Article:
With the summer solstice less than three weeks away, it's light enough to take a walk well past 10:00 at night (although I'm never out that late) and the east window in my bedroom is showing me morning by 5:00. I like getting up really early (usually by 5:30) because the island is so quiet with no activity. The tides are low that early, so the harbour is still, it will be hours before the fishermen make their way to their boats. I'm realizing what a cooperative place this is...indeed, that it HAS to be. With so few people, you have to rely on others to get things done. Case in point: I was low on heating fuel and was told to ask Jack, Helen's husband, to pick me up some when he collected the mail in Cleggan. He takes his boat to Cleggan twice a week for mail delivery and various other errands. I had a choice- a five gallon container or a fifty-five gallon drum. The price difference per gallon was substantial, so I opted for the drum. He came by my house one morning on his way to the harbour and unearthed a barrel hiding in the weeds in the side yard. I'd never even noticed it there. He proceeded to load it onto his boat and headed out to Cleggan. By noon he was back and he docked where the ferry usually docks and the huge crane on the pier lifted the full drum off the boat and onto the landing. Later that day I walked to the pier and looked at that big drum of heating fuel. My house is close to the harbour, but how was I to get that huge, heavy drum of fuel to my house and emptied into my tank? This time I was told to ask Robert. I don't know Robert really, a hello in passing when I see him at Jo's, but I do know his wife Mary Helene, who runs the only store on the island. As I was walking to the pier one morning, Robert drove by and I stopped him and asked if he could get the fuel to my house and in the tank whenever he had the time. Like most everyone on the island, Robert has many jobs. Things get done when they get done. A few days later I walked in my side gate after visiting a neighbor and there sat the drum, empty. Wow. I suppose it's much like living in an intentional community, although it's rather unintentional. There are really only a handful of names here...most everyone is related and i'm still figuring out how they are kin. There are a few outsiders, but not many and we are all treated well. The islanders are an exceptionally polite group of people, mannerly and gracious. On a daily basis, I realize how fortunate I am to be here.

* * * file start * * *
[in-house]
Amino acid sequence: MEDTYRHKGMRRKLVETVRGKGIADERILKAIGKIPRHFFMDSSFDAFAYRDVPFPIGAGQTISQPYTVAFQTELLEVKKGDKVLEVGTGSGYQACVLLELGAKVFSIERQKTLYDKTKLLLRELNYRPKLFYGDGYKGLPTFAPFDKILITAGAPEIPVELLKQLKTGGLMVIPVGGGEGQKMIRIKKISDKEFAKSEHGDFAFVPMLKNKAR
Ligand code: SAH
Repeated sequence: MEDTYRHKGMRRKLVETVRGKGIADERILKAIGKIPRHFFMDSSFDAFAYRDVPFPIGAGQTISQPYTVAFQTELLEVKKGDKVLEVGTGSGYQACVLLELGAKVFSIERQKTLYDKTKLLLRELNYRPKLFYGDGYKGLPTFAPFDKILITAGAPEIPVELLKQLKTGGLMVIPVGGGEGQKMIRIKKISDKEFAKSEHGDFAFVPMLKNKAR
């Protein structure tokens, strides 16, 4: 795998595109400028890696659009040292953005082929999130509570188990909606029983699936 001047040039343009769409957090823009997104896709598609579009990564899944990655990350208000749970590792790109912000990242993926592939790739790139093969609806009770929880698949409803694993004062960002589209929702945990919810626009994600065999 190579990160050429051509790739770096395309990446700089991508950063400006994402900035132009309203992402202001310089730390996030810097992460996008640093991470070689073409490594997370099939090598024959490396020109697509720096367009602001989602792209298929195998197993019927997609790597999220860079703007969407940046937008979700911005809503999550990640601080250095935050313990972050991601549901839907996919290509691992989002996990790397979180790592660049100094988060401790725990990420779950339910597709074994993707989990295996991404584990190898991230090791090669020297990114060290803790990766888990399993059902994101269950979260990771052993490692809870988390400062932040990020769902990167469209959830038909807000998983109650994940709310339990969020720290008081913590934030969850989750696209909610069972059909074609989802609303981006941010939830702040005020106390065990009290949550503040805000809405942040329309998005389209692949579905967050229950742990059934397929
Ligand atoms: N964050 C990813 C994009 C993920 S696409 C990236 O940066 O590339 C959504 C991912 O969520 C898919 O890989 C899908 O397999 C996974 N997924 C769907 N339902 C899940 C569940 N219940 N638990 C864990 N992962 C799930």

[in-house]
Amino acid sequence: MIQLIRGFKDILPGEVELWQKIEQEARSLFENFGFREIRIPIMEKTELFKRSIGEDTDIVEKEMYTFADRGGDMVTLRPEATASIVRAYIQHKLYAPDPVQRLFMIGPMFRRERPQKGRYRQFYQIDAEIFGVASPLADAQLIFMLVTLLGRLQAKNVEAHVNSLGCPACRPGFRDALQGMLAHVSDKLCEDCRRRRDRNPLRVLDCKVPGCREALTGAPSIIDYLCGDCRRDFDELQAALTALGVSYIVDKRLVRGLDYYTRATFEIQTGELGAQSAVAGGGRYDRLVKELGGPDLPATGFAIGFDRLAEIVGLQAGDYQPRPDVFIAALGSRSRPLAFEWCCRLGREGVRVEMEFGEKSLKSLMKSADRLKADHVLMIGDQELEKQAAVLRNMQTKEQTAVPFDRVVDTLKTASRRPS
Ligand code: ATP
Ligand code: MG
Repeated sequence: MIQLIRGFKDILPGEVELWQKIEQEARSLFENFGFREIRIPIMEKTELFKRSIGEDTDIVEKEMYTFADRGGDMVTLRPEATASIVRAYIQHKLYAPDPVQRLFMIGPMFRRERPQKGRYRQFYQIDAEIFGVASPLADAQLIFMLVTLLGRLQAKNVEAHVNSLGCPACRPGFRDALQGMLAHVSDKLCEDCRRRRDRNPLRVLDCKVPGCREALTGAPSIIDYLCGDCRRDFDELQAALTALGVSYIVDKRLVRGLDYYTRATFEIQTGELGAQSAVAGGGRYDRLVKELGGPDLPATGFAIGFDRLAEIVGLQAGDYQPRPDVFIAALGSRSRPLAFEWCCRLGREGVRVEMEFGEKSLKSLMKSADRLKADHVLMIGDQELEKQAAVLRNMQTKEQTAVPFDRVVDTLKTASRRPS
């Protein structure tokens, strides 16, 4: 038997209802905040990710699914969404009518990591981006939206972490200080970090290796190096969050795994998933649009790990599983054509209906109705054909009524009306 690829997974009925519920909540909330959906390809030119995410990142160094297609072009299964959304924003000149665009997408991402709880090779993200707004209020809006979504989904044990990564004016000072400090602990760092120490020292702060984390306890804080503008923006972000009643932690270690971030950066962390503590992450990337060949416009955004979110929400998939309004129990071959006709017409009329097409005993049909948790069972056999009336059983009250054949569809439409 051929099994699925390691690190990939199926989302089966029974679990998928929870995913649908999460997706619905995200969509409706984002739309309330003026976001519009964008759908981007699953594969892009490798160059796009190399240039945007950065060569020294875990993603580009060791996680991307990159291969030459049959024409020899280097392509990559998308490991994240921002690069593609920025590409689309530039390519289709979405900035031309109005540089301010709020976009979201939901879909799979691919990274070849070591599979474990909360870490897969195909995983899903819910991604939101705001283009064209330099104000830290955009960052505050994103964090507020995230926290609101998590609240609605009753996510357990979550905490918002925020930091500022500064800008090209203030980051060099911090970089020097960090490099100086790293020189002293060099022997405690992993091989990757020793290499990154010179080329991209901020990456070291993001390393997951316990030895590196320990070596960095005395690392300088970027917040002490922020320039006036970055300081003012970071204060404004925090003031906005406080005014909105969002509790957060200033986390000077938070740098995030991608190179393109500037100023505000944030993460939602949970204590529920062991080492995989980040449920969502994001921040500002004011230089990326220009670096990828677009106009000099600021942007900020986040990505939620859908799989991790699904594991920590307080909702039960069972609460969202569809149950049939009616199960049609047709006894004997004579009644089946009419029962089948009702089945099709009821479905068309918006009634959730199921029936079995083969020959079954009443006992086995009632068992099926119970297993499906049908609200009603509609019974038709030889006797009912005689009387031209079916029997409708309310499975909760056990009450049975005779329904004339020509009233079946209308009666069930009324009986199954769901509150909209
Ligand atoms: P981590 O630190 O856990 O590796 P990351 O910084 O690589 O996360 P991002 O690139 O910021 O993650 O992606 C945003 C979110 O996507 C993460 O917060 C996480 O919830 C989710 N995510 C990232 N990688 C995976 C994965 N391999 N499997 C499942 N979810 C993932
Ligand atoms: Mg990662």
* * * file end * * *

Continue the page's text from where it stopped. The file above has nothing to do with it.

Here, the sea sings constantly to the shore.
Sometimes a low hum, repetitive and dreamy.
Other times a roar, a crescendo of violence.
But a symphony, always this, a symphony.